Monthly Archives: July 2019

Hospital Passports for people with disabilities

Hospitals are big and busy places. When people with specific needs or communication disabilities have to come to hospital, problems can arise. Research has repeatedly demonstrated poorer health outcomes for people with intellectual disabilities than for the general community.

Bendigo Health wanted to improve the way it provided services to this group and to others who faced barriers because of cognitive and/or communication barriers. The Victorian Department of Health and Human Services provided a grant to employ a project worker.

The Regional Communication Service was consulted as the project was getting off the ground. We provided information about the range of strategies and solutions in Augmentative and Alternative Communication, support, information access and way finding which have been used in other hospitals around the world.

The first and second pages of the Bendigo Health Hospital Passport

It was decided that the first strategy to try was the Hospital Communication Passport. This is a template developed in the UK for use in the Hospital setting. It provides information about how the person being admitted communicates, how to best support them, and who this person is as a person. It means that staff who read it, especially if they do so before the person arrives, can make the admission much more successful.

Over a couple of years the project worker (who was a speech pathologist) adapted the template for local use, spoke to many forums, formed partnerships, visited workplaces where people with disabilities were supported, spoke to people with disabilities, trained hospital staff, and did all the work that was needed to get the template to be used effectively.

The Regional Communication Service was involved along the way, in particular, with feedback from disability service staff and people with disabilities in the community about how the implementation of the Hospital Passport was going.

Last month, the project worker finished her work. Use of the Hospital Passport is now embedded in the Hospital’s procedures.

Read more about the Hospital Passport used by Bendigo Health at https://www.bendigohealth.org.au/disability_or_special_needs/

Southern Loddon Mallee Regional Communication Service

Workers learn to support people with disabilities to communicate effectively

East Hume Regional Communication Service

Nineteen participants attended a morning of information and activities designed to raise awareness about communication difficulty.  Kelsey and Meredith provided strategies that support people to communicate more successfully, including an introduction to Key Word Sign.

Signing together

Participants included disability support workers, parents and family members of people with communication difficulty, and NDIS support coordinators.

Communication with Key Word Sign

Here’s what some participants said about the training:

“it is very important for all disability support workers/community services to attend this type of training; especially support workers”

“Good short course, great to have 2 presenters!”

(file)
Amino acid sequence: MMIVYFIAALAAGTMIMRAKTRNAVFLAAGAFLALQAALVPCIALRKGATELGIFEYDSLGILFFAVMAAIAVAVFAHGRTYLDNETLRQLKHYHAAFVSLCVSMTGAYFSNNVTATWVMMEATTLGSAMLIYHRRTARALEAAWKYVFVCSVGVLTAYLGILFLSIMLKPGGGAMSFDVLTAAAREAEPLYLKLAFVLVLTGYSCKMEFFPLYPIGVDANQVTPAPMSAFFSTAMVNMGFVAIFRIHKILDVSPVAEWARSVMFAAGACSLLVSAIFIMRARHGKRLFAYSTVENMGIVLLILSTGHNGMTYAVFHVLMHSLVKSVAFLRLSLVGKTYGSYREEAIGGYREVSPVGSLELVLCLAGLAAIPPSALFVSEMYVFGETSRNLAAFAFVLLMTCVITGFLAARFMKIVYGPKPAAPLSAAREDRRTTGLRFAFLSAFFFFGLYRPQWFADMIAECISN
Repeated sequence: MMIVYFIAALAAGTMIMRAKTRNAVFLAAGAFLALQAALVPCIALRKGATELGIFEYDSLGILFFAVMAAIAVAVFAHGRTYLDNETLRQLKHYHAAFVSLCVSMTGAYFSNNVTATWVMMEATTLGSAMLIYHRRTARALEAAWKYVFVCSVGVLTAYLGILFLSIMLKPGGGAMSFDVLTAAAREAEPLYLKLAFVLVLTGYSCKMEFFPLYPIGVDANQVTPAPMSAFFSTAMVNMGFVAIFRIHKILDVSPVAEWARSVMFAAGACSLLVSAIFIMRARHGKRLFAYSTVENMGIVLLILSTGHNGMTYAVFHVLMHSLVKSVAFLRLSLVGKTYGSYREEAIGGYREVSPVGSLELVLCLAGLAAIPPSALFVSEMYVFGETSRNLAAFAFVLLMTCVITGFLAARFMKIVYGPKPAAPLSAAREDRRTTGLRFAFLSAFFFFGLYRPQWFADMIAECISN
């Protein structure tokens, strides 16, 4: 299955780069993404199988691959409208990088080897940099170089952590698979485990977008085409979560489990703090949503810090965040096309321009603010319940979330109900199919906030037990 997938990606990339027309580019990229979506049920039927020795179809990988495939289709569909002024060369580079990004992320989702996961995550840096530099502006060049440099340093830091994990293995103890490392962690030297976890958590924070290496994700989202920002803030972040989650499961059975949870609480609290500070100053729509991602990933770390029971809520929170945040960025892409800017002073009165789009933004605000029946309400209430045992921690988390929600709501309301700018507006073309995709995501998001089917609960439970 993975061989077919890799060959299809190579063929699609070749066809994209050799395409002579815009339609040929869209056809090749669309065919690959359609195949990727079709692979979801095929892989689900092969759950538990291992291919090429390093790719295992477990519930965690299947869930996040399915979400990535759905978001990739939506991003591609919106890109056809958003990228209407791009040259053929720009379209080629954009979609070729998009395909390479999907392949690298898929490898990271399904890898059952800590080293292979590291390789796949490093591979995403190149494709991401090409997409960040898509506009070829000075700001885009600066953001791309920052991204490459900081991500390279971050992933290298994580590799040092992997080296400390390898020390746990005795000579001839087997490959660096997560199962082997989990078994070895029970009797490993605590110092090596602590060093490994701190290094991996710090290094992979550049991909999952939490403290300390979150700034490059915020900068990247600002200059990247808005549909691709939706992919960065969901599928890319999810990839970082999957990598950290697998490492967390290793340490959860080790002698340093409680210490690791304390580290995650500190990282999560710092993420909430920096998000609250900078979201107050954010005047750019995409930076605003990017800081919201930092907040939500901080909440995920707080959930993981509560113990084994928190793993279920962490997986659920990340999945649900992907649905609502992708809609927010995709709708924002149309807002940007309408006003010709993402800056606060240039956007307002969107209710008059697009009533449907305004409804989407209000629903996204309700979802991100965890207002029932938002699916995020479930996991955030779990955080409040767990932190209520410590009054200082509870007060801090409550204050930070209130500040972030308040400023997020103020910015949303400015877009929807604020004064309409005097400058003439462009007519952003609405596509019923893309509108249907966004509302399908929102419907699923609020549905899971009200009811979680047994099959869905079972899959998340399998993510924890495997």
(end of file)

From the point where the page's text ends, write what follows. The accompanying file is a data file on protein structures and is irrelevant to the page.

“Very descriptive and covered areas interesting regarding my employment”

“ Very entertaining and informative…”

More workshops are planned in other LGA’s including Wodonga and Alpine

Better communication

Hi, I’m Hannah Chalker, a Communication Coordinator supported by North West Regional Communication Service at Distinctive Options. I have interviewed several of our participants and they have given permission to share what they said.

They talk about their perspectives about challenges they face, what works well and ideas on how we can communicate better together. Let’s hear what one person (also called Hannah!) said.

Hi, my name is Hannah. I  am 20. I live with PKAN, which affects my ability to move my tongue and means I can’t form words clearly.

Hannah

Q: Do you struggle to communicate to others? Do people struggle to communicate with you?

Yes, people don’t always understand me, even if they know me well. I often don’t have my tablet (which has a speech app) accessible, as I don’t have anywhere handy to put it. 

People who don’t know me don’t speak to me. They will speak to whoever I’m with, because they don’t understand what I’m saying.

Q What is your biggest barrier to getting your message across?

Not always having my tablet handy to use my speech app.

Q What have you found to be the best way for you to communicate to people who don’t know you well?

My Verbally app, talking really slowly and gesturing.

Q What are some annoying things that people do when communicating with you?

  • Speak to me like I’m a baby; e.g. “Hello sweetie”
  • Speak to the person with me, instead of to me
  • Not giving me the opportunity to talk back because my phone is in my bag.

Q Do you have any advice for people who feel nervous to speak to you?

Just speak to me like you would any other 20yr old.

Q What can people do so you feel included in conversations and activities?

Look at me if you’re talking to me or ask me something and give me time to answer. Get my tablet out so I can talk back.

Thank you Hannah!

(Since this interview, Hannah has new tags on her wheelchairs which say ‘Please get my tablet out of my bag for me’ . She gesture to them any time she needs to.)